Amy Sutherland has written a short, amusing book called “What Shamu Taught Me About Life, Love, and Marriage: Lessons for People From Animals and Their Trainers.”
Sutherland attempted to adopt animal training techniques with her husband. “I adopted the trainers’ motto: ‘It’s never the animal’s fault.’ When my training attempts failed, I didn’t blame Scott. Rather, I brainstormed new strategies, thought up more incompatible behaviors and used smaller approximations. I dissected my own behavior, considered how my actions might inadvertently fuel his. I also accepted that some behaviors were too entrenched, too instinctive to train away. You can’t stop a badger from digging, and you can’t stop my husband from losing his wallet and keys.”
She succeeded in training herself as much as her husband. Sutherland learned to modify and mute her reactions to unwanted behavior because any response, good or bad, reinforces behavior. Evidently we all, humans and killer whales alike, crave attention.
Using the “least reinforcing scenario,” a trainer will not respond at all when an animal misbehaves. The trainer will stand perfectly still and be careful not to make eye contact or look at the animal. After a few moments, the trainer resumes the session. The theory is that if a behavior provokes no response, it will fade away (the flip side of “what you resist, persists” and “what you fight grows stronger”).
Some other techniques Sutherland used are common sense, made fresh by new perspective:
– Positive reinforcement: Reward the behavior you want and ignore the behavior you do not want
– Approximations: Reward the small steps involved in learning an entirely new, larger behavior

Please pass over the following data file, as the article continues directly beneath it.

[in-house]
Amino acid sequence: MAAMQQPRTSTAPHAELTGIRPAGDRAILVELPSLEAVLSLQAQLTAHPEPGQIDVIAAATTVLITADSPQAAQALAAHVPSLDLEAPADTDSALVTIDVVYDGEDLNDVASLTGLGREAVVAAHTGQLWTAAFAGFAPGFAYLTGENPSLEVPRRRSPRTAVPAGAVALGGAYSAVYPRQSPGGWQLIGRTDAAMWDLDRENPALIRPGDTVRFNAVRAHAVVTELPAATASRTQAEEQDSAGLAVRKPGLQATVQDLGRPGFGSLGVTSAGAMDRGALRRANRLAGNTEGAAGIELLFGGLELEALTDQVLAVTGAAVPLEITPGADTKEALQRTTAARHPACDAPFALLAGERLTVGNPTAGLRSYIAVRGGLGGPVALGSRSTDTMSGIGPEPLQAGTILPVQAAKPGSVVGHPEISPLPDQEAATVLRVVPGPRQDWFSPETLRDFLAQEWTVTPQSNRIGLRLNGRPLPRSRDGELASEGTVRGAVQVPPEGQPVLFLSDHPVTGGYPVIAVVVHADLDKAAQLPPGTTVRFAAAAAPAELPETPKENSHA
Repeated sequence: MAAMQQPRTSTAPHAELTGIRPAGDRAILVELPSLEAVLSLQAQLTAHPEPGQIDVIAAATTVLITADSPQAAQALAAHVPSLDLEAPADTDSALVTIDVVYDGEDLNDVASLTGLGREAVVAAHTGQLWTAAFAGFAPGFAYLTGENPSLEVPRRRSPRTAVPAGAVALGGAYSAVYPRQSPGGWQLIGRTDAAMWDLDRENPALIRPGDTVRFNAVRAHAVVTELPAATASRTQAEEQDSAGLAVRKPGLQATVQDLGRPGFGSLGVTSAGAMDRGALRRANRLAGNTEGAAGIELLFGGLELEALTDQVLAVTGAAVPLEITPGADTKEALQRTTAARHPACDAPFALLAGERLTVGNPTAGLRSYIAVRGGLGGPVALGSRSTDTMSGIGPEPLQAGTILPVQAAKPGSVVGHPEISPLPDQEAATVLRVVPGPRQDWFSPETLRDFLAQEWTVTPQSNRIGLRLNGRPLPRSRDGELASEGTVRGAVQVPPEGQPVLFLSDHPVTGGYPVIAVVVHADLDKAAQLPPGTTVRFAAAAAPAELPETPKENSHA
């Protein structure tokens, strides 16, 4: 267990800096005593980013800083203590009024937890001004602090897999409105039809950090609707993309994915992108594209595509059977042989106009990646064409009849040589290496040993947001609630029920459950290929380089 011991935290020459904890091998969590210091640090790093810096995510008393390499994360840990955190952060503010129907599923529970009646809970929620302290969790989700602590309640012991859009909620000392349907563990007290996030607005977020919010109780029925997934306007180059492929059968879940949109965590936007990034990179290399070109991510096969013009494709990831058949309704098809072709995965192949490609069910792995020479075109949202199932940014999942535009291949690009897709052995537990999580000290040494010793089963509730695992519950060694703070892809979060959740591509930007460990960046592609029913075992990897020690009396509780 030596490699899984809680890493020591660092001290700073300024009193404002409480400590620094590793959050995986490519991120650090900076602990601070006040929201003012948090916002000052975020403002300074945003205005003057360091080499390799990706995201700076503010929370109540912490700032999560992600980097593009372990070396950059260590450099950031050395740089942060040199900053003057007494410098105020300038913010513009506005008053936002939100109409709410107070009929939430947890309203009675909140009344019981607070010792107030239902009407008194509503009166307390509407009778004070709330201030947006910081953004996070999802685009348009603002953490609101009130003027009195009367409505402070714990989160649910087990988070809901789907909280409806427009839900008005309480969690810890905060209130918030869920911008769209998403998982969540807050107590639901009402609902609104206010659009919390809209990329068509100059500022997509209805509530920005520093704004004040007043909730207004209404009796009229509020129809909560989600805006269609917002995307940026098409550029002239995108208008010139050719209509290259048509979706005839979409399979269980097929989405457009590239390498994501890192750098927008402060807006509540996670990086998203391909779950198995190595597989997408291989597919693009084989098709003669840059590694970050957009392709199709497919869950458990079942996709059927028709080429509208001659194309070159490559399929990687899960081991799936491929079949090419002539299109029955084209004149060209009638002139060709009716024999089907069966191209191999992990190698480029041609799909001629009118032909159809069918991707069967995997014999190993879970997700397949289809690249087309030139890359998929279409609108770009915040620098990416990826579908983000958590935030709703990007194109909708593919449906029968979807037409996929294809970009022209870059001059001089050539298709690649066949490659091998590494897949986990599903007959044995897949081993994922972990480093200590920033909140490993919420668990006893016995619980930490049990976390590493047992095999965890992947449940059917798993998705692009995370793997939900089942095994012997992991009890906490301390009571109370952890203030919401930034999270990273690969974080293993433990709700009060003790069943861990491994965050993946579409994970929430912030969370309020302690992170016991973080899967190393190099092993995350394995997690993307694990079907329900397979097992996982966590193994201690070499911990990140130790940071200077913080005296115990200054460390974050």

– Incompatible behavior: To get rid of an old behavior, replace it with a new, positive behavior that fills the same need, the same emotional or temporal space
What makes the book interesting is that by coming from a different paradigm, that of animal training, we take things less personally and respond more intelligently: “After all, you don’t get a sea lion to balance a ball on the end of its nose by nagging. The same goes for the American husband. …I began thanking Scott if he threw one dirty shirt into the hamper. If he threw in two, I’d kiss him. Meanwhile, I would step over any soiled clothes on the floor without one sharp word, though I did sometimes kick them under the bed. But as he basked in my appreciation, the piles became smaller.”
By separating the behavior from the person, Sutherland became less judgmental of her husband and in turn found that he was more open to her, making her more effective. By modifying her reactions to unwanted behavior (and by accepting some deep-seated behaviors, such as you can’t stop a bird from preening), she learned how to minimize conflict with those closest to her.
“My outlook is more optimistic. I’m less judgmental. I have vastly more patience and self-control. I’m a better observer. I get along better with people, especially my husband. I have a peace of mind that comes from the world making so much more sense to me.”
Personally, I think we all could do a lot worse when confronted with a stubborn relationship issue than to ask ourselves over and over: “What would an exotic animal trainer do?”
“Who’s a Good Boy?”
By Lori Leibovich – Published March 30, 2008
“What Shamu Taught Me About a Happy Marriage”
By Amy Sutherland – Published June 25, 2006